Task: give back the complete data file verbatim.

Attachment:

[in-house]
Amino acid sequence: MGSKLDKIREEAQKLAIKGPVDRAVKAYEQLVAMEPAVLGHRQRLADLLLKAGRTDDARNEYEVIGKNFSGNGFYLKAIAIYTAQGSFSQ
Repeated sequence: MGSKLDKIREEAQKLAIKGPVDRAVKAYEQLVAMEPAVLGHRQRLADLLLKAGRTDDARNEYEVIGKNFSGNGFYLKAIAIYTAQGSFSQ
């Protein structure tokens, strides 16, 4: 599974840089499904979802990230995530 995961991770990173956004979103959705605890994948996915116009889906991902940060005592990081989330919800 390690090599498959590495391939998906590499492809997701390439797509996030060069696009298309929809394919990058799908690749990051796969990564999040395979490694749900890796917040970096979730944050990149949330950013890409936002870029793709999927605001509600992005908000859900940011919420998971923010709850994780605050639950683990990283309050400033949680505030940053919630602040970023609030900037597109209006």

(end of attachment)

[in-house]
Amino acid sequence: MGSKLDKIREEAQKLAIKGPVDRAVKAYEQLVAMEPAVLGHRQRLADLLLKAGRTDDARNEYEVIGKNFSGNGFYLKAIAIYTAQGSFSQ
Repeated sequence: MGSKLDKIREEAQKLAIKGPVDRAVKAYEQLVAMEPAVLGHRQRLADLLLKAGRTDDARNEYEVIGKNFSGNGFYLKAIAIYTAQGSFSQ
């Protein structure tokens, strides 16, 4: 599974840089499904979802990230995530 995961991770990173956004979103959705605890994948996915116009889906991902940060005592990081989330919800 390690090599498959590495391939998906590499492809997701390439797509996030060069696009298309929809394919990058799908690749990051796969990564999040395979490694749900890796917040970096979730944050990149949330950013890409936002870029793709999927605001509600992005908000859900940011919420998971923010709850994780605050639950683990990283309050400033949680505030940053919630602040970023609030900037597109209006």